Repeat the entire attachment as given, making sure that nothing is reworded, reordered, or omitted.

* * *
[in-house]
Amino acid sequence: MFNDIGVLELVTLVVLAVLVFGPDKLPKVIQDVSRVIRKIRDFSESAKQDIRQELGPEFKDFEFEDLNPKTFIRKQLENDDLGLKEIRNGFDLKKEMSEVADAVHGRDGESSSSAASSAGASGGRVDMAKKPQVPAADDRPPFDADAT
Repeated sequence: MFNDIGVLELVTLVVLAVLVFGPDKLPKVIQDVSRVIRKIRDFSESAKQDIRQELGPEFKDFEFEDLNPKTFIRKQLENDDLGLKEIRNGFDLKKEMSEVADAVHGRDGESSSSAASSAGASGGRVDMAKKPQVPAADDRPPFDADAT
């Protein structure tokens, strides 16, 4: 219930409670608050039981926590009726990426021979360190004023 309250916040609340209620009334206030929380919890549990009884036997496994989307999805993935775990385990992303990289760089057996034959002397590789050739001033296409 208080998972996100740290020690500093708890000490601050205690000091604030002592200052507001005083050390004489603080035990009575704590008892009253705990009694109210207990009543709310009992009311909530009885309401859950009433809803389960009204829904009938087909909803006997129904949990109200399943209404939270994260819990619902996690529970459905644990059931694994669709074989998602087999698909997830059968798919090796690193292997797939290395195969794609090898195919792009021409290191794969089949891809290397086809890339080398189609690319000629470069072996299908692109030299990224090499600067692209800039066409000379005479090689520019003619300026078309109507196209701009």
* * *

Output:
[in-house]
Amino acid sequence: MFNDIGVLELVTLVVLAVLVFGPDKLPKVIQDVSRVIRKIRDFSESAKQDIRQELGPEFKDFEFEDLNPKTFIRKQLENDDLGLKEIRNGFDLKKEMSEVADAVHGRDGESSSSAASSAGASGGRVDMAKKPQVPAADDRPPFDADAT
Repeated sequence: MFNDIGVLELVTLVVLAVLVFGPDKLPKVIQDVSRVIRKIRDFSESAKQDIRQELGPEFKDFEFEDLNPKTFIRKQLENDDLGLKEIRNGFDLKKEMSEVADAVHGRDGESSSSAASSAGASGGRVDMAKKPQVPAADDRPPFDADAT
């Protein structure tokens, strides 16, 4: 219930409670608050039981926590009726990426021979360190004023 309250916040609340209620009334206030929380919890549990009884036997496994989307999805993935775990385990992303990289760089057996034959002397590789050739001033296409 208080998972996100740290020690500093708890000490601050205690000091604030002592200052507001005083050390004489603080035990009575704590008892009253705990009694109210207990009543709310009992009311909530009885309401859950009433809803389960009204829904009938087909909803006997129904949990109200399943209404939270994260819990619902996690529970459905644990059931694994669709074989998602087999698909997830059968798919090796690193292997797939290395195969794609090898195919792009021409290191794969089949891809290397086809890339080398189609690319000629470069072996299908692109030299990224090499600067692209800039066409000379005479090689520019003619300026078309109507196209701009």